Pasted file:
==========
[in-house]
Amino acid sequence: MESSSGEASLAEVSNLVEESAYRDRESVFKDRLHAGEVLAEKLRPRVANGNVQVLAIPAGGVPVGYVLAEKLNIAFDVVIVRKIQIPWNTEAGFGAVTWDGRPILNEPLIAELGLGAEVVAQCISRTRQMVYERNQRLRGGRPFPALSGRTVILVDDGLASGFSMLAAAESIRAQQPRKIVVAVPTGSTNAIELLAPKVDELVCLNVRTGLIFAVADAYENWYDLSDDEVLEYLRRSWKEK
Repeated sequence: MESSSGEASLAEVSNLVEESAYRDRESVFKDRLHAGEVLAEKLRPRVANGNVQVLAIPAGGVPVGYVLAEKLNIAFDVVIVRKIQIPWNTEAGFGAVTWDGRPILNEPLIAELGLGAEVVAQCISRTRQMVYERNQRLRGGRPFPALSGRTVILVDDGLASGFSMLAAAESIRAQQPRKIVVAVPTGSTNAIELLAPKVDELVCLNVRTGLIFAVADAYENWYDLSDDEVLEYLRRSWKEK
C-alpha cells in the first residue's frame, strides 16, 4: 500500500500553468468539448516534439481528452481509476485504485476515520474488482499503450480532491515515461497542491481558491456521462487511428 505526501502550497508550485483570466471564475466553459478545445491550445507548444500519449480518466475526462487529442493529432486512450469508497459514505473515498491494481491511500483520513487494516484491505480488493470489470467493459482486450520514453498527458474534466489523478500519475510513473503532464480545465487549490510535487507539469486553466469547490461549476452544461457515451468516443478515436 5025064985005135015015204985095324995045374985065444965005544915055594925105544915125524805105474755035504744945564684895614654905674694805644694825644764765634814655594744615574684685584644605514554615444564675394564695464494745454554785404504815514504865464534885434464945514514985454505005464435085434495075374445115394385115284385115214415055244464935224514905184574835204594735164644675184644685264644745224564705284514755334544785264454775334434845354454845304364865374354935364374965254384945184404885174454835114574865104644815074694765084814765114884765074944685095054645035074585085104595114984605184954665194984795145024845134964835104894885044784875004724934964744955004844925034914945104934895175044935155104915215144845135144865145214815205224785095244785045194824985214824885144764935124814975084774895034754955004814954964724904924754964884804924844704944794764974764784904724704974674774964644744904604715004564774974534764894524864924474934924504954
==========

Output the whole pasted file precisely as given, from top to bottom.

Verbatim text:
[in-house]
Amino acid sequence: MESSSGEASLAEVSNLVEESAYRDRESVFKDRLHAGEVLAEKLRPRVANGNVQVLAIPAGGVPVGYVLAEKLNIAFDVVIVRKIQIPWNTEAGFGAVTWDGRPILNEPLIAELGLGAEVVAQCISRTRQMVYERNQRLRGGRPFPALSGRTVILVDDGLASGFSMLAAAESIRAQQPRKIVVAVPTGSTNAIELLAPKVDELVCLNVRTGLIFAVADAYENWYDLSDDEVLEYLRRSWKEK
Repeated sequence: MESSSGEASLAEVSNLVEESAYRDRESVFKDRLHAGEVLAEKLRPRVANGNVQVLAIPAGGVPVGYVLAEKLNIAFDVVIVRKIQIPWNTEAGFGAVTWDGRPILNEPLIAELGLGAEVVAQCISRTRQMVYERNQRLRGGRPFPALSGRTVILVDDGLASGFSMLAAAESIRAQQPRKIVVAVPTGSTNAIELLAPKVDELVCLNVRTGLIFAVADAYENWYDLSDDEVLEYLRRSWKEK
C-alpha cells in the first residue's frame, strides 16, 4: 500500500500553468468539448516534439481528452481509476485504485476515520474488482499503450480532491515515461497542491481558491456521462487511428 505526501502550497508550485483570466471564475466553459478545445491550445507548444500519449480518466475526462487529442493529432486512450469508497459514505473515498491494481491511500483520513487494516484491505480488493470489470467493459482486450520514453498527458474534466489523478500519475510513473503532464480545465487549490510535487507539469486553466469547490461549476452544461457515451468516443478515436 5025064985005135015015204985095324995045374985065444965005544915055594925105544915125524805105474755035504744945564684895614654905674694805644694825644764765634814655594744615574684685584644605514554615444564675394564695464494745454554785404504815514504865464534885434464945514514985454505005464435085434495075374445115394385115284385115214415055244464935224514905184574835204594735164644675184644685264644745224564705284514755334544785264454775334434845354454845304364865374354935364374965254384945184404885174454835114574865104644815074694765084814765114884765074944685095054645035074585085104595114984605184954665194984795145024845134964835104894885044784875004724934964744955004844925034914945104934895175044935155104915215144845135144865145214815205224785095244785045194824985214824885144764935124814975084774895034754955004814954964724904924754964884804924844704944794764974764784904724704974674774964644744904604715004564774974534764894524864924474934924504954